We made our way northeast from the tip of the Antarctic Peninsula, with our sights set on Elephant Island. Stories about penguins, Antarctic heroes, and life in extreme environments were shared throughout the day by our naturalist staff. Favorable seas made for a very comfortable journey as we enjoyed the company of seabirds, clouds, and distant mountain peaks.

Later in the afternoon, we arrived at Elephant Island where Shackleton and his party first stepped onto land after the Endurance had been in the sea ice. We spotted the very point where Frank Wild and 22 men camped on the shore beneath lifeboats, and waited 137 days for Shackleton and five men to navigate a tiny lifeboat 700 nautical miles to South Georgia for rescue. History has practically leapt from its pages and come alive right in front of us.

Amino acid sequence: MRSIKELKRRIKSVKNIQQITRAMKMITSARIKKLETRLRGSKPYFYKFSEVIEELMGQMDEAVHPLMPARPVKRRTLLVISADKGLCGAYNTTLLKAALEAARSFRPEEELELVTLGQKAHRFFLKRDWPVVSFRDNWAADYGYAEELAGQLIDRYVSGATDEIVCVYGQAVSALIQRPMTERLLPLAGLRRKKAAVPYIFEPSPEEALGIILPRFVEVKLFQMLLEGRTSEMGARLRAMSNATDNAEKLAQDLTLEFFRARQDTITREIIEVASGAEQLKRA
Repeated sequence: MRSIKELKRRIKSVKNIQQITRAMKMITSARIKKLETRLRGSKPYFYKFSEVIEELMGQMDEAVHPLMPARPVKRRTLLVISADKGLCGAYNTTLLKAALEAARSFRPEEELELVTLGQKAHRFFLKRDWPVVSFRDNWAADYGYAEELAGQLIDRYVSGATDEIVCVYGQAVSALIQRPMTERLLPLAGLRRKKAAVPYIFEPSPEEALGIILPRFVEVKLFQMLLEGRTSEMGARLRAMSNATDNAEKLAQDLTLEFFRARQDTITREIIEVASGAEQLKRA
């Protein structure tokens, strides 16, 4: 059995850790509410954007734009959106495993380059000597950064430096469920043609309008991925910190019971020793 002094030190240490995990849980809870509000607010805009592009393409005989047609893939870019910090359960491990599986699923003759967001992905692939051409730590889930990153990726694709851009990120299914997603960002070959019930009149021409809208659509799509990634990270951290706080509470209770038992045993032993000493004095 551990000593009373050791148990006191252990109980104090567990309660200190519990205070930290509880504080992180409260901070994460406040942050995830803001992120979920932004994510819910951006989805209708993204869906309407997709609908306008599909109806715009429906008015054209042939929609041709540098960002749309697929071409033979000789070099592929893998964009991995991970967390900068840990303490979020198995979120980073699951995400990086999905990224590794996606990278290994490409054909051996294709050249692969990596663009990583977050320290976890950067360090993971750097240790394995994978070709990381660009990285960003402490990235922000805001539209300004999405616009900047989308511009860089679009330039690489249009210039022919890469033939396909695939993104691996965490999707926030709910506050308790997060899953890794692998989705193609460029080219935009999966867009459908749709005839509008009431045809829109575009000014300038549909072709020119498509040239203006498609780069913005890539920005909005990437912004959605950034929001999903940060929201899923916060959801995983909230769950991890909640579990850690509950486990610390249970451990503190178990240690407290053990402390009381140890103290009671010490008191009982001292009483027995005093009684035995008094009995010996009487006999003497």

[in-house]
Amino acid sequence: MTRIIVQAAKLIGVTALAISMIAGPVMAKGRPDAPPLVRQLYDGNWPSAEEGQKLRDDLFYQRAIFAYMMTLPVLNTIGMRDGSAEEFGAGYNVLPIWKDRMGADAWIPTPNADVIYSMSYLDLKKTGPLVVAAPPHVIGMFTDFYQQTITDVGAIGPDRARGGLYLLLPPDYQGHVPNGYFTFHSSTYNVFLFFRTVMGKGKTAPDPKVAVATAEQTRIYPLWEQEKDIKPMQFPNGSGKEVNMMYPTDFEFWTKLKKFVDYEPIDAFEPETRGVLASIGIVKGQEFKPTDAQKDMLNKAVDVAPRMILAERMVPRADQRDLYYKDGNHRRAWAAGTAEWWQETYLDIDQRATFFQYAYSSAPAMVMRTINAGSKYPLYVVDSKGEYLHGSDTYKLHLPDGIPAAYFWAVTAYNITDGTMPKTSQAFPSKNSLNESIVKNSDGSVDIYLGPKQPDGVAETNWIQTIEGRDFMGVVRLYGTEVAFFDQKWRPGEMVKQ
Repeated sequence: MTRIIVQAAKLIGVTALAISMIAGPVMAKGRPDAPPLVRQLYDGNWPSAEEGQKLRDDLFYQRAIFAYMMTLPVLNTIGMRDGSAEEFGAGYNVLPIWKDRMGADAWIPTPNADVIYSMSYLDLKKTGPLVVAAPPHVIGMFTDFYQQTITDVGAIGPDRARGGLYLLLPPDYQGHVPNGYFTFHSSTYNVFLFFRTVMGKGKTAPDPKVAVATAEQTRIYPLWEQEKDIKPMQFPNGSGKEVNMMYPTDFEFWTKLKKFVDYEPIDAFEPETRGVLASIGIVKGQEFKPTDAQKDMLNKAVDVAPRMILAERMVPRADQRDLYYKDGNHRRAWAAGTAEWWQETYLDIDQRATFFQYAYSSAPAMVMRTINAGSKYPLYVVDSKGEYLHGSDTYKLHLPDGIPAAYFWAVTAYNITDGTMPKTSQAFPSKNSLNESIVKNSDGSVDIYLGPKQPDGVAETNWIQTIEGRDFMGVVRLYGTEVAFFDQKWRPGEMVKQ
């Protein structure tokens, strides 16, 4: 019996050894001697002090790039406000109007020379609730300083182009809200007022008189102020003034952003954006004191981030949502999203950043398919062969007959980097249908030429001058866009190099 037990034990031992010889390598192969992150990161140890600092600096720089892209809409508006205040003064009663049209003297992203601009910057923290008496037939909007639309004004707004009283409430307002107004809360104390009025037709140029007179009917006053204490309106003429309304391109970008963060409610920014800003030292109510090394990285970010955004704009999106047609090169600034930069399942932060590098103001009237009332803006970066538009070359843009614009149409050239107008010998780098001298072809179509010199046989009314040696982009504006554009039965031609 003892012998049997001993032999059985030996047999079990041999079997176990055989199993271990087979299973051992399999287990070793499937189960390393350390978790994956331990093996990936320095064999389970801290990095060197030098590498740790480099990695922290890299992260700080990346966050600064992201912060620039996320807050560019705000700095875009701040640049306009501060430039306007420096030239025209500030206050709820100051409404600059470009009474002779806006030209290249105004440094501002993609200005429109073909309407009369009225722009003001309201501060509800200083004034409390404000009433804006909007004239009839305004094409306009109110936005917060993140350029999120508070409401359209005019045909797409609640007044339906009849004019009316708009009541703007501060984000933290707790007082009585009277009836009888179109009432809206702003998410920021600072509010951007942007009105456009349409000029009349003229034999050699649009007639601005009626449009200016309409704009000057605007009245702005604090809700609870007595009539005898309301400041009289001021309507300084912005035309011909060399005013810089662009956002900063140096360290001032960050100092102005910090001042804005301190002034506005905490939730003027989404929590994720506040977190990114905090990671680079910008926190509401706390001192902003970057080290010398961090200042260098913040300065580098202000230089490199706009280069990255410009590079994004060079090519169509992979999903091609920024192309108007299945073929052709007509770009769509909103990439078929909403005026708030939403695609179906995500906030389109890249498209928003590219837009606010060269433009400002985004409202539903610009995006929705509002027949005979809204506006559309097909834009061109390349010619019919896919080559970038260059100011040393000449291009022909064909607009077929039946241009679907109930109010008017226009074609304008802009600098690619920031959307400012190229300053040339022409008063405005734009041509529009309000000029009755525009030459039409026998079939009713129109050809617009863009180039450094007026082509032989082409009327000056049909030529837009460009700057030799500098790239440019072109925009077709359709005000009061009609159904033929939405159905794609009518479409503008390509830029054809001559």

In addition to the historical significance of the island, we were also welcomed by a grand display of wildlife abundance and diversity. It was almost as if the entire food web had been laid out in a single scene with seabirds, penguins, and whales all feasting together on bountiful krill. We observed in awe as the ship was surrounded by chinstrap and gentoo penguins, humpback whales displaying their flukes, and fin whales racing through the waves. Such a wonderful sight to behold here at Elephant Island.